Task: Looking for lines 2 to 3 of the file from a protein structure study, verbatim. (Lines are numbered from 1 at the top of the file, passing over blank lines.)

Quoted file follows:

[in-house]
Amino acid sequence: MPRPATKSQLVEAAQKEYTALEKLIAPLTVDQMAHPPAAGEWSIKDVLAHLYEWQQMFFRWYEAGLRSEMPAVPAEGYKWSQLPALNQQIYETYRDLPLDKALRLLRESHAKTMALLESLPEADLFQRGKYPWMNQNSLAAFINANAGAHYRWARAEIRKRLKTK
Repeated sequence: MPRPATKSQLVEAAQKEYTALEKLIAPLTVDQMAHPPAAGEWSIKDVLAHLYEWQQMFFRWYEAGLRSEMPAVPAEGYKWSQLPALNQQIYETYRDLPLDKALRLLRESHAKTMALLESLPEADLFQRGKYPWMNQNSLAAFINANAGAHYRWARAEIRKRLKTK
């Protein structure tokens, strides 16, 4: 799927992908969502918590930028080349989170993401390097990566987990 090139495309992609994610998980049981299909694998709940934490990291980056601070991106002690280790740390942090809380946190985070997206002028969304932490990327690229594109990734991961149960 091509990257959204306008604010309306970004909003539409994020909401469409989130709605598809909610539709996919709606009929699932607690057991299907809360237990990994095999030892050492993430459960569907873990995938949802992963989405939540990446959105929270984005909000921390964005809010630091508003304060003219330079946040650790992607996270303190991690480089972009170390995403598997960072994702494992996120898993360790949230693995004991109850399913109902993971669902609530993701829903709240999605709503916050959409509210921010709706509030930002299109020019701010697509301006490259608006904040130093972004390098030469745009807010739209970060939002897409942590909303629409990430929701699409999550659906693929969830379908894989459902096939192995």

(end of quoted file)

Amino acid sequence: MPRPATKSQLVEAAQKEYTALEKLIAPLTVDQMAHPPAAGEWSIKDVLAHLYEWQQMFFRWYEAGLRSEMPAVPAEGYKWSQLPALNQQIYETYRDLPLDKALRLLRESHAKTMALLESLPEADLFQRGKYPWMNQNSLAAFINANAGAHYRWARAEIRKRLKTK
Repeated sequence: MPRPATKSQLVEAAQKEYTALEKLIAPLTVDQMAHPPAAGEWSIKDVLAHLYEWQQMFFRWYEAGLRSEMPAVPAEGYKWSQLPALNQQIYETYRDLPLDKALRLLRESHAKTMALLESLPEADLFQRGKYPWMNQNSLAAFINANAGAHYRWARAEIRKRLKTK